Too Much Stuff

Description

With Christmas gift-giving in mind, World Vision U.S. President Rich Stearns reflects on the difference between needs and wants.

“If anyone has material possessions and sees his brother in need but has no pity on him, how can the love of God be in him?” (1 John 3:17)

Consider the following story a confession of sorts. A few years ago, my wife and I did what we like to call “cleaning of the third kind”—emptying the closets, attic, and garage, sorting all the stuff, and giving things we don’t need to Goodwill. We started digging deeper than normal after the last of our five children went off to college, leaving the two of us alone in a house that now seems too big and too cluttered.

The sheer volume of stuff we no longer needed was astounding. While I always accuse my daughters of buying too many clothes, I must have put aside two dozen shirts, several pairs of pants (a little too tight these days), and some hideous neckties from my closet, along with a vibrating back pillow, two brand-new briefcases I received as gifts, a solar cell-phone charger I had never used (seemed like a good idea at the time), half a dozen pairs of shoes that once seemed stylish to me (though my children quickly corrected that idea), and a goofy-looking travel wallet to wear around my neck to protect my money,  passport, and credit cards from pick-pockets. We collected several large bags of things the kids didn’t want, some old board games we never played, some books we never read, and even two pairs of crutches (we actually had three, although never has more than one family member been hobbled by a leg injury at a time).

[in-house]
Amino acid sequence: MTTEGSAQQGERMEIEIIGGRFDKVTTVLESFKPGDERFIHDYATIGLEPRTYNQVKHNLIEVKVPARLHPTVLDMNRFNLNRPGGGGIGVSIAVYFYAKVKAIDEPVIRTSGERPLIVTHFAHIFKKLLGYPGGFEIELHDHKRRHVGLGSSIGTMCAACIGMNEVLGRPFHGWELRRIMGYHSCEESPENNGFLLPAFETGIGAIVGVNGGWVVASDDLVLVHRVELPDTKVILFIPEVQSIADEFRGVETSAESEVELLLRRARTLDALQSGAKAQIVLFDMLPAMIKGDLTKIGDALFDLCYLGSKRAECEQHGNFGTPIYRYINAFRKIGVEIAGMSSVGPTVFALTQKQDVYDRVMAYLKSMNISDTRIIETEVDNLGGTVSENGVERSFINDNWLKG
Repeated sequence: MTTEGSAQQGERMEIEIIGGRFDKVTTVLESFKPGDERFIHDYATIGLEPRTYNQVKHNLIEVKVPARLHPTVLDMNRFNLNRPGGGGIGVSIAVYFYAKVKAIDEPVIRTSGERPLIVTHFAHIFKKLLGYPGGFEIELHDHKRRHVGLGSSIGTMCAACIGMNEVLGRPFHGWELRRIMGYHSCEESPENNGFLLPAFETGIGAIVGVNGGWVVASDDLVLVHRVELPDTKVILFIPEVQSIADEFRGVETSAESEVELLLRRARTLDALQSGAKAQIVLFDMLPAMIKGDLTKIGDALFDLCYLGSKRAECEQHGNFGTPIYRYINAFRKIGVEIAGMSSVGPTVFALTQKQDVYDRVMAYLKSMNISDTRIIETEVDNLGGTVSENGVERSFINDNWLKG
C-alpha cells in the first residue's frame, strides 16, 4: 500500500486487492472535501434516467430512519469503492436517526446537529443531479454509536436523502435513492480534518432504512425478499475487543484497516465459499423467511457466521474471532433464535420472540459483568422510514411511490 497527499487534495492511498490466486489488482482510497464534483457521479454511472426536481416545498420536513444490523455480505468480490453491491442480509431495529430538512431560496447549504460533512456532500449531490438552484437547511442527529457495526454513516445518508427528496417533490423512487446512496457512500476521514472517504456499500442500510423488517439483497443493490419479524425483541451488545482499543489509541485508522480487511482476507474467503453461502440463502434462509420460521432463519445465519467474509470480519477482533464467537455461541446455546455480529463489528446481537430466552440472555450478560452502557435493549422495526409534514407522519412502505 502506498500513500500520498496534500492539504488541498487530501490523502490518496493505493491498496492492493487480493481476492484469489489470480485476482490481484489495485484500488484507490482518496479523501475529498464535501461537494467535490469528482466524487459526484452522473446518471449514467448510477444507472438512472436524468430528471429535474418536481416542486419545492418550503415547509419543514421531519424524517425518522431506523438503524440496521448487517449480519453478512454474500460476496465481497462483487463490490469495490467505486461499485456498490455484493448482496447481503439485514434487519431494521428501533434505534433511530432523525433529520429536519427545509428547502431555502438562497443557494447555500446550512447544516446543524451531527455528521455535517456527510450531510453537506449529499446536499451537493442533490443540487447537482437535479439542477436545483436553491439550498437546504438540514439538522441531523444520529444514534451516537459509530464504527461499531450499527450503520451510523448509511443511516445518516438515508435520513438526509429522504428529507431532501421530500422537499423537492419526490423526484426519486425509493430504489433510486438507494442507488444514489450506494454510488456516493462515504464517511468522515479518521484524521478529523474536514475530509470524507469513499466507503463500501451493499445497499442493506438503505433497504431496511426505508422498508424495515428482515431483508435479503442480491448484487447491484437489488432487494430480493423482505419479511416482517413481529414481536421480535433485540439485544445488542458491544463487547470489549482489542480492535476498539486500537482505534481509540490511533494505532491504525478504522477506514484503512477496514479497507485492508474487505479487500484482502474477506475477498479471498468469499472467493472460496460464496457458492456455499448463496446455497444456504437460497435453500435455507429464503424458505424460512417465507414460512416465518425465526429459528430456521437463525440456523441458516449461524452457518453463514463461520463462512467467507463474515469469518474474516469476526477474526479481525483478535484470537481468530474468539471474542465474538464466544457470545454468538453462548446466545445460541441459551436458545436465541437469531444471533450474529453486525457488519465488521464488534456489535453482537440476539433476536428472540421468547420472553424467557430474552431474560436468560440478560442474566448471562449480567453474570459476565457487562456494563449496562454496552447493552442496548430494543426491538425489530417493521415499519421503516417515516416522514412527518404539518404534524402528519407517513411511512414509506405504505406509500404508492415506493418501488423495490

Reneé and I dutifully loaded the boxes and bags into our Prius (because we don’t want to consume too much, right?) and drove to the Goodwill drop-off point. To our astonishment, there were eight cars in line ahead of us.

After the drop-off, we immediately headed to Costco—because, you guessed it, I needed more stuff –specifically, a new pair of pants for an upcoming trip. I did not see the irony in this until I saw people mobbing the checkout lines with their shopping carts filled to the brim. Then it dawned on me: At Goodwill, we were lined up eight deep waiting to give our excess stuff away, and at Costco, we were lined up eight deep waiting to buy new stuff.

Something was wrong with this picture.

Many of us have things we just don’t need, yet we continue to buy more things all the time. I think it’s because we don’t do a very good job distinguishing between our real “needs” and our more numerous “wants”. I really didn’t need new pants, but I did want them.

This would be humorous if everybody in the world lived in abundance, but—as I know better than most—that is not the case. Tragically, we live in a world where many have only the clothes on their backs.

So how do we cure this insatiable desire for more stuff? I don’t have any magic answers. My family struggles with this as much as the next family. I think it has to begin with a reordering of our priorities and a keener sense of the disparity between ourselves and the “have-nots” in our world—those Jesus called “the least of these.” I sometimes wonder if I should write, “What would Jesus do?” on the inside of my wallet or on the front of my credit cards—kind of like putting a “I need to lose 20 pounds!” banner on the door of the fridge. Indeed, denying our material “wants” might even be harder than losing those 20 pounds.

One thing more and more people are choosing to do at Christmas is to give gifts from the World Vision Gift Catalog instead of buying those hideous neckties and solar phone chargers that end up at Goodwill. Items like goats, clothing, fruit trees, and Bibles truly address “needs” rather than “wants”—and they won’t clutter up your garage.


Photo credit: James Disch for World Vision

 

 

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